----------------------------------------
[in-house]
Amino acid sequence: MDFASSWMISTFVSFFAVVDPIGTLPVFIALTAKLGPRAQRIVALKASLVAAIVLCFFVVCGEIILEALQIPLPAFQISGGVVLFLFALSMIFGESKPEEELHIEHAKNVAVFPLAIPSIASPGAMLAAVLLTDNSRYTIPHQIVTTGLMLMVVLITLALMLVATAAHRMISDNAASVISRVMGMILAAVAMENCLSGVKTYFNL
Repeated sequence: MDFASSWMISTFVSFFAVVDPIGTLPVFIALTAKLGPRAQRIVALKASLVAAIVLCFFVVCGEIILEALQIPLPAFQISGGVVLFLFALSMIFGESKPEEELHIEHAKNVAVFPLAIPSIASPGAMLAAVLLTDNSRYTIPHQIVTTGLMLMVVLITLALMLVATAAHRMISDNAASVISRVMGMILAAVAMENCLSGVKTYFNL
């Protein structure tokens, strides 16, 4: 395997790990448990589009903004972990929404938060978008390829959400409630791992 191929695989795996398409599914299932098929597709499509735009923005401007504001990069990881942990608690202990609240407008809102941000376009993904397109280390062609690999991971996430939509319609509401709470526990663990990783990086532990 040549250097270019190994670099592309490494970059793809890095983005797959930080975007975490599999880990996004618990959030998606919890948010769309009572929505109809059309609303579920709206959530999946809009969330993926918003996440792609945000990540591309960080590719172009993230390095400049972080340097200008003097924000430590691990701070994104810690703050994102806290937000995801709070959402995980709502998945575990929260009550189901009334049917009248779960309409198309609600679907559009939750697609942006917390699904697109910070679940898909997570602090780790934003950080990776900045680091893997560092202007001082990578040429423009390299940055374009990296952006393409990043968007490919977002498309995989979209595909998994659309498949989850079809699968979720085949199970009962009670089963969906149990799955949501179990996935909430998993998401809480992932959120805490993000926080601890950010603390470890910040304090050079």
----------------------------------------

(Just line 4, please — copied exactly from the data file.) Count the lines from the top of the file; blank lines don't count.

């Protein structure tokens, strides 16, 4: 395997790990448990589009903004972990929404938060978008390829959400409630791992 191929695989795996398409599914299932098929597709499509735009923005401007504001990069990881942990608690202990609240407008809102941000376009993904397109280390062609690999991971996430939509319609509401709470526990663990990783990086532990 040549250097270019190994670099592309490494970059793809890095983005797959930080975007975490599999880990996004618990959030998606919890948010769309009572929505109809059309609303579920709206959530999946809009969330993926918003996440792609945000990540591309960080590719172009993230390095400049972080340097200008003097924000430590691990701070994104810690703050994102806290937000995801709070959402995980709502998945575990929260009550189901009334049917009248779960309409198309609600679907559009939750697609942006917390699904697109910070679940898909997570602090780790934003950080990776900045680091893997560092202007001082990578040429423009390299940055374009990296952006393409990043968007490919977002498309995989979209595909998994659309498949989850079809699968979720085949199970009962009670089963969906149990799955949501179990996935909430998993998401809480992932959120805490993000926080601890950010603390470890910040304090050079």